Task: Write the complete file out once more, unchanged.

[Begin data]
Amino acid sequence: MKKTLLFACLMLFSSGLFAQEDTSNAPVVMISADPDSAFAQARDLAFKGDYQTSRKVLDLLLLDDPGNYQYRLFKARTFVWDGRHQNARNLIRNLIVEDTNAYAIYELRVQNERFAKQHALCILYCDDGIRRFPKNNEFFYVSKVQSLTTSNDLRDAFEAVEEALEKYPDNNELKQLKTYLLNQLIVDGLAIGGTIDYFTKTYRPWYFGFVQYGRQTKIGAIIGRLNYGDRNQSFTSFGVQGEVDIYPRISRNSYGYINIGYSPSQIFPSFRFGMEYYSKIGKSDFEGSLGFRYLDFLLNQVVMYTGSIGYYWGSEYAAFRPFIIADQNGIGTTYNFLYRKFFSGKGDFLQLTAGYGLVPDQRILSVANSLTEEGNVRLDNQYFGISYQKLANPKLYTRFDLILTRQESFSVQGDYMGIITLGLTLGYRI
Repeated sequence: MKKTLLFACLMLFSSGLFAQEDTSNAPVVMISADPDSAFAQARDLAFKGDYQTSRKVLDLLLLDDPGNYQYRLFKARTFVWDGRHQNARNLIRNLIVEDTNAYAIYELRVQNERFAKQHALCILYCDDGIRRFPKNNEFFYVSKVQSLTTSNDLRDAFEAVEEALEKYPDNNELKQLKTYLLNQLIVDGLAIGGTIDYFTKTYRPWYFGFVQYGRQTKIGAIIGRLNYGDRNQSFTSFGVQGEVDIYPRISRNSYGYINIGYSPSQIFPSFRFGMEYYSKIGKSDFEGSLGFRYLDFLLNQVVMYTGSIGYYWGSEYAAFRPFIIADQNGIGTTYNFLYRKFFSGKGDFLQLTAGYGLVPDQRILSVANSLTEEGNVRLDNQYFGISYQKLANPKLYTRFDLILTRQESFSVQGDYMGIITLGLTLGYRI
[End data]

Amino acid sequence: MKKTLLFACLMLFSSGLFAQEDTSNAPVVMISADPDSAFAQARDLAFKGDYQTSRKVLDLLLLDDPGNYQYRLFKARTFVWDGRHQNARNLIRNLIVEDTNAYAIYELRVQNERFAKQHALCILYCDDGIRRFPKNNEFFYVSKVQSLTTSNDLRDAFEAVEEALEKYPDNNELKQLKTYLLNQLIVDGLAIGGTIDYFTKTYRPWYFGFVQYGRQTKIGAIIGRLNYGDRNQSFTSFGVQGEVDIYPRISRNSYGYINIGYSPSQIFPSFRFGMEYYSKIGKSDFEGSLGFRYLDFLLNQVVMYTGSIGYYWGSEYAAFRPFIIADQNGIGTTYNFLYRKFFSGKGDFLQLTAGYGLVPDQRILSVANSLTEEGNVRLDNQYFGISYQKLANPKLYTRFDLILTRQESFSVQGDYMGIITLGLTLGYRI
Repeated sequence: MKKTLLFACLMLFSSGLFAQEDTSNAPVVMISADPDSAFAQARDLAFKGDYQTSRKVLDLLLLDDPGNYQYRLFKARTFVWDGRHQNARNLIRNLIVEDTNAYAIYELRVQNERFAKQHALCILYCDDGIRRFPKNNEFFYVSKVQSLTTSNDLRDAFEAVEEALEKYPDNNELKQLKTYLLNQLIVDGLAIGGTIDYFTKTYRPWYFGFVQYGRQTKIGAIIGRLNYGDRNQSFTSFGVQGEVDIYPRISRNSYGYINIGYSPSQIFPSFRFGMEYYSKIGKSDFEGSLGFRYLDFLLNQVVMYTGSIGYYWGSEYAAFRPFIIADQNGIGTTYNFLYRKFFSGKGDFLQLTAGYGLVPDQRILSVANSLTEEGNVRLDNQYFGISYQKLANPKLYTRFDLILTRQESFSVQGDYMGIITLGLTLGYRI